In this blog I want to explore the ways in which the artists in My Country are groundbreaking and, in particular, how their innovation is endorsed by the awards and acknowledgements they have received.
|Alick Tipoti, Kukyu Garpathamai Mabaig 2007|
Genevieve Grieves is a young artist from New South Wales. She is representative of younger generations of Indigenous artists who have grown up in urban areas, gone to art school and who use contemporary media in their art making. Grieves five-channel video Picturing the Old People, 2006–7 is based on archival studio photographs of Indigenous people. Picturing the Old People won the Xstrata Coal Emerging Indigenous Art Award 2007. Making these videos at the age of 30, Grieves worked collaboratively to include relatives of the people depicted in the original images in her animation and disruption of the historical photos.
|Warwick Thornton, Stranded 2011|
Youth, however is not a perquisite for Indigenous Australian achievement in contemporary art, as works by numerous artists in My Country demonstrate. The painting Euro tracks, 2011 by Dickie Minyintiri won the 28th National Aboriginal and Torres Strait Islander Award in 2011, out of over 300 entries. This subtle painting of multiple layers and colours represents Minyintiri’s personal memory of travel in his country and expresses his ancestral relationship to the land in the stories of a sacred men’s ceremonial site. Amongst the network of lines are traces of the tracks of ancestral spirits (kangaroos, dogs, emu) to important waterholes.
This decorated artist reinforces the ageless nature of success. At almost 100 years old (born 1915) Minyintiri is the oldest artist in Ernabella, SA, and his paintings are found in all the Australian state galleries. The formal painting career of this senior man, responsible for many traditional laws, only began in 2005 when Dickie was almost 90.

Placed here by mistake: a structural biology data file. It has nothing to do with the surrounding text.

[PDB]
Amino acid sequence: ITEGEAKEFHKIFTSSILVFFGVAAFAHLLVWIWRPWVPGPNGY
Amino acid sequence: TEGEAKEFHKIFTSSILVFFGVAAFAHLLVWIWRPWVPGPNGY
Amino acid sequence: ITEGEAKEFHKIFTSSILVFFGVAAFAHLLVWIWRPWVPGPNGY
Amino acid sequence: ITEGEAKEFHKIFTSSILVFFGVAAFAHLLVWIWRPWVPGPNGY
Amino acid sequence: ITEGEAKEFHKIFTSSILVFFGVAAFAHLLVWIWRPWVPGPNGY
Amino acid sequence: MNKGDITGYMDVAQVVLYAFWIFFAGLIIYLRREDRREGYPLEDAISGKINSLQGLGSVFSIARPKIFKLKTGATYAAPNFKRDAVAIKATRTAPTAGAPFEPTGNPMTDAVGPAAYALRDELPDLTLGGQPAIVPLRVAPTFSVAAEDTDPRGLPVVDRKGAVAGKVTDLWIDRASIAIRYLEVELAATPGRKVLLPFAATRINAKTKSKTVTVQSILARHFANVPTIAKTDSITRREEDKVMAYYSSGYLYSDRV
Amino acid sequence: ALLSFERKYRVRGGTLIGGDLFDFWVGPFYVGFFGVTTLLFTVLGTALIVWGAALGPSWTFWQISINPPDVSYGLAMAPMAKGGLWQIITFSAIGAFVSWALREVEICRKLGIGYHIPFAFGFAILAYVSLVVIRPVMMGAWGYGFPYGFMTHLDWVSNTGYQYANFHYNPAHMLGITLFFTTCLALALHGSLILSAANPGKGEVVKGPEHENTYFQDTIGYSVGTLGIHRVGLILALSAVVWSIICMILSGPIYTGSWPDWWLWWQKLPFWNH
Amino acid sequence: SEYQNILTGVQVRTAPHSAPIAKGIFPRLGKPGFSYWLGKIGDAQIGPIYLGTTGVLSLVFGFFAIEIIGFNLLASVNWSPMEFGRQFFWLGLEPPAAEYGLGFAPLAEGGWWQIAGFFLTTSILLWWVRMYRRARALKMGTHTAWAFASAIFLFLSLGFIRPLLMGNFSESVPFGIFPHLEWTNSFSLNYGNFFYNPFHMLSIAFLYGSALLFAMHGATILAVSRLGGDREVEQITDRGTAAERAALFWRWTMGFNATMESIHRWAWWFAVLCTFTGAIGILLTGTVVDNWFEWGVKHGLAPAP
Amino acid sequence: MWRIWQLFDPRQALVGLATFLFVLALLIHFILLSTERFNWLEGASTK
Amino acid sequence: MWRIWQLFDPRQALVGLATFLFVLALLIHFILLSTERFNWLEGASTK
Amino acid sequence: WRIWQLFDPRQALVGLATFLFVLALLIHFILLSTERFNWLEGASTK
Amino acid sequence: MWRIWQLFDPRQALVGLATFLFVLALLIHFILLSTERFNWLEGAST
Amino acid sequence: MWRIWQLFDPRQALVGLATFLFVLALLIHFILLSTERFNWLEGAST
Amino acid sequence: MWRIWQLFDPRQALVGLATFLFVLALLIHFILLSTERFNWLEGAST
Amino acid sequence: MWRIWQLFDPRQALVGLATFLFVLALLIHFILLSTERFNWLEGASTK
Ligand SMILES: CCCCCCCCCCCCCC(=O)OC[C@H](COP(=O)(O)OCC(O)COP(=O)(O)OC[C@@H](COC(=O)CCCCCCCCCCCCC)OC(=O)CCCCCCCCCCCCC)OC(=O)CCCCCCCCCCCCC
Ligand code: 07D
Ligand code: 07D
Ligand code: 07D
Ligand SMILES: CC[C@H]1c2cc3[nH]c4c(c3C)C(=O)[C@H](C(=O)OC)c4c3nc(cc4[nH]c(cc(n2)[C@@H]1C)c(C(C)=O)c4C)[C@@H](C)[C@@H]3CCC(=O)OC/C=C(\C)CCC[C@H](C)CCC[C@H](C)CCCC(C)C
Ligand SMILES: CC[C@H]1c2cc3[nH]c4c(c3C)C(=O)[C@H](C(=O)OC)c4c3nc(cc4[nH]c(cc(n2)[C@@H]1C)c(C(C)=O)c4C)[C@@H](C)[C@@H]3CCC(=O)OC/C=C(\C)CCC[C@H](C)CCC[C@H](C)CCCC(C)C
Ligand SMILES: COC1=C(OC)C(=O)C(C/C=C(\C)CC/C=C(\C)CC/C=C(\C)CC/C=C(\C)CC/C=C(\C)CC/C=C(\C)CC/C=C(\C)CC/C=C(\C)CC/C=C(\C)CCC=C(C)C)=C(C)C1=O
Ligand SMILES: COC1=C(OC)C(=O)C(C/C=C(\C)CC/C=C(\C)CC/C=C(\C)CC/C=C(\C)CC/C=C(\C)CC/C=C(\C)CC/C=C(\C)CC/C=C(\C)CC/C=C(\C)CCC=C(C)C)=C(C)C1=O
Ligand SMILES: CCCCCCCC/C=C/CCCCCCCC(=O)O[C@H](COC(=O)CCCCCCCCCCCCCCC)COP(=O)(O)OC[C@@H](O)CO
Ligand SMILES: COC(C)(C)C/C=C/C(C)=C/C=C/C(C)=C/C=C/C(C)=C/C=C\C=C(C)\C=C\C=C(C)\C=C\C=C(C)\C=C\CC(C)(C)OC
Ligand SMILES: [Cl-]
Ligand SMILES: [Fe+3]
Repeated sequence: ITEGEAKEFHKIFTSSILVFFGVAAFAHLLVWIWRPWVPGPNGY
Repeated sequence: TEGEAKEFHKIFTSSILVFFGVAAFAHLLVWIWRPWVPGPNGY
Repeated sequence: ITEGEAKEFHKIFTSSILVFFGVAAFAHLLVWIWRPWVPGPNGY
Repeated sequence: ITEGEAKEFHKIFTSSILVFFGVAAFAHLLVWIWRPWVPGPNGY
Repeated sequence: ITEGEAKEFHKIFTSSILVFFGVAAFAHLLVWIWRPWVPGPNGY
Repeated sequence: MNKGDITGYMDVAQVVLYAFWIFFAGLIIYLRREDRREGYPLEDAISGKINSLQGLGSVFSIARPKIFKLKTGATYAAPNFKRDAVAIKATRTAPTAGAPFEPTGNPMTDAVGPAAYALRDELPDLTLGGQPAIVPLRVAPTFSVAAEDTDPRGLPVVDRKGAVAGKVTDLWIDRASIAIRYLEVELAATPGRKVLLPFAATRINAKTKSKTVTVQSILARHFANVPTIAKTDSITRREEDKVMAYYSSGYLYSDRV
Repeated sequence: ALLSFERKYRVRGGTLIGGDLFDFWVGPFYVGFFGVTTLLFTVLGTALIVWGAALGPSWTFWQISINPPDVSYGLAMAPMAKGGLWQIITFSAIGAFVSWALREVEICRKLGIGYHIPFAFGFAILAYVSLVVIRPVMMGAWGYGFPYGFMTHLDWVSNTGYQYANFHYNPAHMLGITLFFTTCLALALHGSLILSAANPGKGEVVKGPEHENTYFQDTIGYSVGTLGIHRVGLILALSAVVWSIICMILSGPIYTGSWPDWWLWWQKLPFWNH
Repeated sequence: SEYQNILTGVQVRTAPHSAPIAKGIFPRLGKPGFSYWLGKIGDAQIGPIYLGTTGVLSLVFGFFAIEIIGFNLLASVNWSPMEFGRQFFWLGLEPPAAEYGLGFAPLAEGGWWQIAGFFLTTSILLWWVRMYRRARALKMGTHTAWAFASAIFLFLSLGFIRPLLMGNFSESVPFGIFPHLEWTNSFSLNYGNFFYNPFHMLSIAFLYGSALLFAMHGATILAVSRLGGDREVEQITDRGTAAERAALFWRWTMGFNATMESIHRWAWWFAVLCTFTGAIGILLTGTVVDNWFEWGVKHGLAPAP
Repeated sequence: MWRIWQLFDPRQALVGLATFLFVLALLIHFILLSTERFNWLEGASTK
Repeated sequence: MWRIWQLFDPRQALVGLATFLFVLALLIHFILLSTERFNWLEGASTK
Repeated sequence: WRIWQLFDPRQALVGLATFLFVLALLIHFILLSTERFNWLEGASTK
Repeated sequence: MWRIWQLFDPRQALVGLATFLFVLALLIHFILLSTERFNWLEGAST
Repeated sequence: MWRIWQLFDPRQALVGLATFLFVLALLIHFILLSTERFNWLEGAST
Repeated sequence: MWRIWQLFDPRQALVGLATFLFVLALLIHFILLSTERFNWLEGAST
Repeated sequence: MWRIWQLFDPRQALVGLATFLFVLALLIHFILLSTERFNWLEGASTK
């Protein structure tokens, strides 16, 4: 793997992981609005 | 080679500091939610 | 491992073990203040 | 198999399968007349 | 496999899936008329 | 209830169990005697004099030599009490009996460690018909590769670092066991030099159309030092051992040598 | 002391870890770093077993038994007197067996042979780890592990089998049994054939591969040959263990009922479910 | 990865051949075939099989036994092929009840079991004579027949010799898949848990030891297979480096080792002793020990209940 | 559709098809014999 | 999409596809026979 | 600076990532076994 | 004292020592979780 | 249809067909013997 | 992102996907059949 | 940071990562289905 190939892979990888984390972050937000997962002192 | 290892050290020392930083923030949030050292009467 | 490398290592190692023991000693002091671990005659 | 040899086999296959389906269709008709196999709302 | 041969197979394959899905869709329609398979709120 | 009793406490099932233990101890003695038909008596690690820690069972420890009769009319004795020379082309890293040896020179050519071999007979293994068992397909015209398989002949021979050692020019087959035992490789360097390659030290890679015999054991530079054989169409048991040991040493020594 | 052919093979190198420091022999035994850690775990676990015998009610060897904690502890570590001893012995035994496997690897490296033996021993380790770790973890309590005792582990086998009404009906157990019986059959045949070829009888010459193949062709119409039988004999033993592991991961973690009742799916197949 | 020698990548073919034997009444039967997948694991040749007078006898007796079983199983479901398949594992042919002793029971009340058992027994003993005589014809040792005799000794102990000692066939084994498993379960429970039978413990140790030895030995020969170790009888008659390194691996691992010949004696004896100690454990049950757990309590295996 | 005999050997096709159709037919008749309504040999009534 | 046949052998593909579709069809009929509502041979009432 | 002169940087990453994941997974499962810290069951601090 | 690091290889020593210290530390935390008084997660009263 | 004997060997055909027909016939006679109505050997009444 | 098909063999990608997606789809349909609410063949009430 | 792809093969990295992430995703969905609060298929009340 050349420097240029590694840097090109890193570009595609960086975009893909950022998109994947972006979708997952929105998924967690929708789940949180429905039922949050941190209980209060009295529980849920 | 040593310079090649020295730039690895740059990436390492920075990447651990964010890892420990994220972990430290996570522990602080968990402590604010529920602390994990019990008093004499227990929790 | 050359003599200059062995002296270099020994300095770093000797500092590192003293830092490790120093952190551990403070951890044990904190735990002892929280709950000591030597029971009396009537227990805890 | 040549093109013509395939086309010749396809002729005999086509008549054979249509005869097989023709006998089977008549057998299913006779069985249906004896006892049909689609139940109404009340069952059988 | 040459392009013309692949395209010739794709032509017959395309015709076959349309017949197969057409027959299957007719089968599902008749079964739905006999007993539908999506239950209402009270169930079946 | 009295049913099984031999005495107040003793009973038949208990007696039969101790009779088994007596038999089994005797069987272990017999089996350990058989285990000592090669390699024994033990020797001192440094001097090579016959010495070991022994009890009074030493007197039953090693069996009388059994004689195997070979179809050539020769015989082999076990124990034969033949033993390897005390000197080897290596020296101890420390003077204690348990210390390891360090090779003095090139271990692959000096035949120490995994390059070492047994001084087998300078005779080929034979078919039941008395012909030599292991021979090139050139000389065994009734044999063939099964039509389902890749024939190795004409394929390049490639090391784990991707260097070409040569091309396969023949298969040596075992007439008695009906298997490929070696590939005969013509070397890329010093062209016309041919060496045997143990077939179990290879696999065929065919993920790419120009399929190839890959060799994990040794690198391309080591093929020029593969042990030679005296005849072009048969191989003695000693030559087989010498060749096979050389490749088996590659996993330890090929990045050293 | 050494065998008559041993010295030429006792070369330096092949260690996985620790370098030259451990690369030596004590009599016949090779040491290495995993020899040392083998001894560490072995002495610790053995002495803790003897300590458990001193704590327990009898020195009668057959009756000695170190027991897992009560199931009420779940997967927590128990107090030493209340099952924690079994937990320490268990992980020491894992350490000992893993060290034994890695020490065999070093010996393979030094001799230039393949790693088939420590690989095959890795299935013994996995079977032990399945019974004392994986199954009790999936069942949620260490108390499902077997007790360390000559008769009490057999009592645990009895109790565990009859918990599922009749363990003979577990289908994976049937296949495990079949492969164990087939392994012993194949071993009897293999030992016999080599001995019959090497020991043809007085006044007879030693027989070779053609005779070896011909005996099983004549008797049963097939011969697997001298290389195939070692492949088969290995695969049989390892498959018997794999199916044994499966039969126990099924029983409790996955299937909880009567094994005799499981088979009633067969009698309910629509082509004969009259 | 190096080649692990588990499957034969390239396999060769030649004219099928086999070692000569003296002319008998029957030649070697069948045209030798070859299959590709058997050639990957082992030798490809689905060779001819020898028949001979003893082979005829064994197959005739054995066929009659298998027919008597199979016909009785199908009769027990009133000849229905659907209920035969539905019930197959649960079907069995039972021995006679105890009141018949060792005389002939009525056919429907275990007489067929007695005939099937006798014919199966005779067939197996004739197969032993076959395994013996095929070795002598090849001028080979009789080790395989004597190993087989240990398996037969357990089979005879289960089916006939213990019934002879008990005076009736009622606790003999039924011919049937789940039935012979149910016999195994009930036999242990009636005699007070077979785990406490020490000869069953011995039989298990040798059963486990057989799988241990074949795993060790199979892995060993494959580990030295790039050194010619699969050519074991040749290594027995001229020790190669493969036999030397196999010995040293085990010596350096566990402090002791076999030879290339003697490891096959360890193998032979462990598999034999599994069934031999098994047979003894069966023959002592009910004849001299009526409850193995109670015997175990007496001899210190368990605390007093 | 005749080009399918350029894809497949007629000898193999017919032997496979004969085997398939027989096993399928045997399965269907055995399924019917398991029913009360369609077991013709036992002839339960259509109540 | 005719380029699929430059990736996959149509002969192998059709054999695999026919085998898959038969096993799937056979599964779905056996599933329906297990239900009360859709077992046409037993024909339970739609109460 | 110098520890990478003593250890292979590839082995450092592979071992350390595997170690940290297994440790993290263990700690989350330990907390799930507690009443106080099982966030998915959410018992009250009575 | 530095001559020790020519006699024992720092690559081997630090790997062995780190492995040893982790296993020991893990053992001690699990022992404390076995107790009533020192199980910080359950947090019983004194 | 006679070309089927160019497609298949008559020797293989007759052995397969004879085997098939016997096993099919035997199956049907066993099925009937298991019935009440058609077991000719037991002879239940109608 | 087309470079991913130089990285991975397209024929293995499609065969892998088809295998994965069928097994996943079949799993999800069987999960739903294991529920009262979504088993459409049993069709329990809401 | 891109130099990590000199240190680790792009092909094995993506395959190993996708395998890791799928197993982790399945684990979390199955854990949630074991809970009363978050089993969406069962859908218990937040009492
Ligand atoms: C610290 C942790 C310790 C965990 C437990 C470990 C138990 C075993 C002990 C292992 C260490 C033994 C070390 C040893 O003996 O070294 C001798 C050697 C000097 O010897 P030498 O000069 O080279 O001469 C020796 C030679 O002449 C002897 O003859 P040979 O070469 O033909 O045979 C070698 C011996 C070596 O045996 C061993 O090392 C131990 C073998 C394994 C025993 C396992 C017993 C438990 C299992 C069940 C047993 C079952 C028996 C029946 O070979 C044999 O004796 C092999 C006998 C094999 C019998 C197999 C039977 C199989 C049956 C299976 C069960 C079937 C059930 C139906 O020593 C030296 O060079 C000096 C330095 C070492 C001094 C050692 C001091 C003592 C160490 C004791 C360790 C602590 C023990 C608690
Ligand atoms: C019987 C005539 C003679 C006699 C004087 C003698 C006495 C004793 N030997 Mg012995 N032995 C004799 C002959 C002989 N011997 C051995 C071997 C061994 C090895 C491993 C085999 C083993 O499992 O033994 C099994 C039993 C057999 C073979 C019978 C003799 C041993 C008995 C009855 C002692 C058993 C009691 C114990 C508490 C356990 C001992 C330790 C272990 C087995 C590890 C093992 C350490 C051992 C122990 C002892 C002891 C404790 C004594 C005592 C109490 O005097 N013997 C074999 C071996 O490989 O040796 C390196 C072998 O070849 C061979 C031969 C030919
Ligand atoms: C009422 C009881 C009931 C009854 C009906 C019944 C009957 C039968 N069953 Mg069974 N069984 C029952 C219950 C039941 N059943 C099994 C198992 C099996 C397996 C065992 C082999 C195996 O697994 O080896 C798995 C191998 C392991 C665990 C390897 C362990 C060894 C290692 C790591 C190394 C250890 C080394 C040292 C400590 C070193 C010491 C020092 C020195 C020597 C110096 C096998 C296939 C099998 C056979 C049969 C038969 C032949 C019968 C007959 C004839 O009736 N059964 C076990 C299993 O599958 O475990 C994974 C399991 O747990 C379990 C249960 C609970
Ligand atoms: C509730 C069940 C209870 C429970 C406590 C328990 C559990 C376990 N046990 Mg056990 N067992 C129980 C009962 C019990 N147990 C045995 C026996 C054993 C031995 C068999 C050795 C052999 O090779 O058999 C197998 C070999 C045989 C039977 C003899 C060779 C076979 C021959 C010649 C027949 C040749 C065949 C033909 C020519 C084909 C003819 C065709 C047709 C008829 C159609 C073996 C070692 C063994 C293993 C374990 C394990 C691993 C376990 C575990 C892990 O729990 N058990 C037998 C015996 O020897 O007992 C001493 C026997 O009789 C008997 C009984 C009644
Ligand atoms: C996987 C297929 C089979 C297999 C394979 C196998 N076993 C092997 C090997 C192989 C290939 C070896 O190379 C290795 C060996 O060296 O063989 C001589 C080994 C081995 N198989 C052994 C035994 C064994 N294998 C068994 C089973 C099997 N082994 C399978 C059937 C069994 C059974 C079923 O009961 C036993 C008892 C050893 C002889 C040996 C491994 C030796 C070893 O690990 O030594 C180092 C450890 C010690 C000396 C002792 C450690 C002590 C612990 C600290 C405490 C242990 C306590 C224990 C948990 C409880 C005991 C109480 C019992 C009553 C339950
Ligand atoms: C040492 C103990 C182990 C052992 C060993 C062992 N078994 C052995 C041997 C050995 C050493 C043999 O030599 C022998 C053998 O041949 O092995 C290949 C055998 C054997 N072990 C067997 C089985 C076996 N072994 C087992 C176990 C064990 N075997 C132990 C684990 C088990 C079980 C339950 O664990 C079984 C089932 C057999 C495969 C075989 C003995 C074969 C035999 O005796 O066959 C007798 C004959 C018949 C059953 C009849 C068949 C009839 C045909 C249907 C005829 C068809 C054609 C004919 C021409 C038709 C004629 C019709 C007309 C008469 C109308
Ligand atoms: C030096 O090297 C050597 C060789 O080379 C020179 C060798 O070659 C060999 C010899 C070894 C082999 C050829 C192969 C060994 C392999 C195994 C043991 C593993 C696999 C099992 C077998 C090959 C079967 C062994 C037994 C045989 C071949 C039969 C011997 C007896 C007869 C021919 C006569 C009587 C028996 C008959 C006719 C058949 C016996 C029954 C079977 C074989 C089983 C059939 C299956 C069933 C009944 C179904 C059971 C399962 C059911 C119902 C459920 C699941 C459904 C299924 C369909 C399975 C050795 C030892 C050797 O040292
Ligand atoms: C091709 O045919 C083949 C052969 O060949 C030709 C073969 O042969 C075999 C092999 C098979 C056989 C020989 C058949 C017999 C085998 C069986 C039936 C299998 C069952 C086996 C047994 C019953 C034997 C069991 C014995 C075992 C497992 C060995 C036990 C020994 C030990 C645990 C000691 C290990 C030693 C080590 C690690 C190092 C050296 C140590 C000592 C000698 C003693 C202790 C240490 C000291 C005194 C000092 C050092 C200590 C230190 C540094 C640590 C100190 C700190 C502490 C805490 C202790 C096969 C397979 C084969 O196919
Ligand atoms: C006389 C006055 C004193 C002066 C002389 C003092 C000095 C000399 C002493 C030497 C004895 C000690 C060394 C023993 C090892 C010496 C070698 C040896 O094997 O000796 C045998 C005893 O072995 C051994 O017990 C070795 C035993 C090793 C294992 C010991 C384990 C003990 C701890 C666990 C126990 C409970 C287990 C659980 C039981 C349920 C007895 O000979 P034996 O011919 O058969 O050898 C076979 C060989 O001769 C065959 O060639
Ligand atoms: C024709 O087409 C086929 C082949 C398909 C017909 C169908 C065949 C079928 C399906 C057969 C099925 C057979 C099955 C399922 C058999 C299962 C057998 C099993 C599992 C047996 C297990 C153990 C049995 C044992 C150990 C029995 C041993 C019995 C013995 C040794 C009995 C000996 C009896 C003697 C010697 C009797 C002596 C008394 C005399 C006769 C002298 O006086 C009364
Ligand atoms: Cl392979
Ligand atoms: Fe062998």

Eighty-eight-year-old Sally Gabori won the inaugural $50,000 Gold Award presented by Rockhampton Art Gallery in 2012 with a painting similar to but smaller than her work Dibirdibi Country, 2008, in My Country. More remarkable is that Gabori commenced painting only five years earlier. She rapidly followed this success by winning the Togart Contemporary Art Award 2012 and seeing her work enter many public gallery art collections including, the Musée de Quay Branley in Paris. Gabori paints the shoreline where she grew up on Bentnick Island, northern Queensland, a home from which missionaries removed her and her family in 1948.
My Country includes art by the key figures who established a creative and economic pathway for others, especially women.
One such entrepreneurial artist is Emily Kngwarreye, whose work Wild Potato Dreaming, 1990 appears in My Country. Born in 1910, Kngwarreye ignored the impediments of distance and social and economic disadvantage to succeed in taking up painting as a career, commencing her art practice just prior to reaching the age of 80. Kngwarreye was living in the community of Utopia, 350 kilometres north-east of Alice Springs. The medium of acrylic on canvas was only introduced to Utopia in 1988. Kngwarreye’s paintings of her yam dreaming, which she said include ‘everything’ (meaning her ancestral links, the aspects of culture she has custodianship over and the country where she lives) have set new records for the price and national and international recognition of Aboriginal art in general.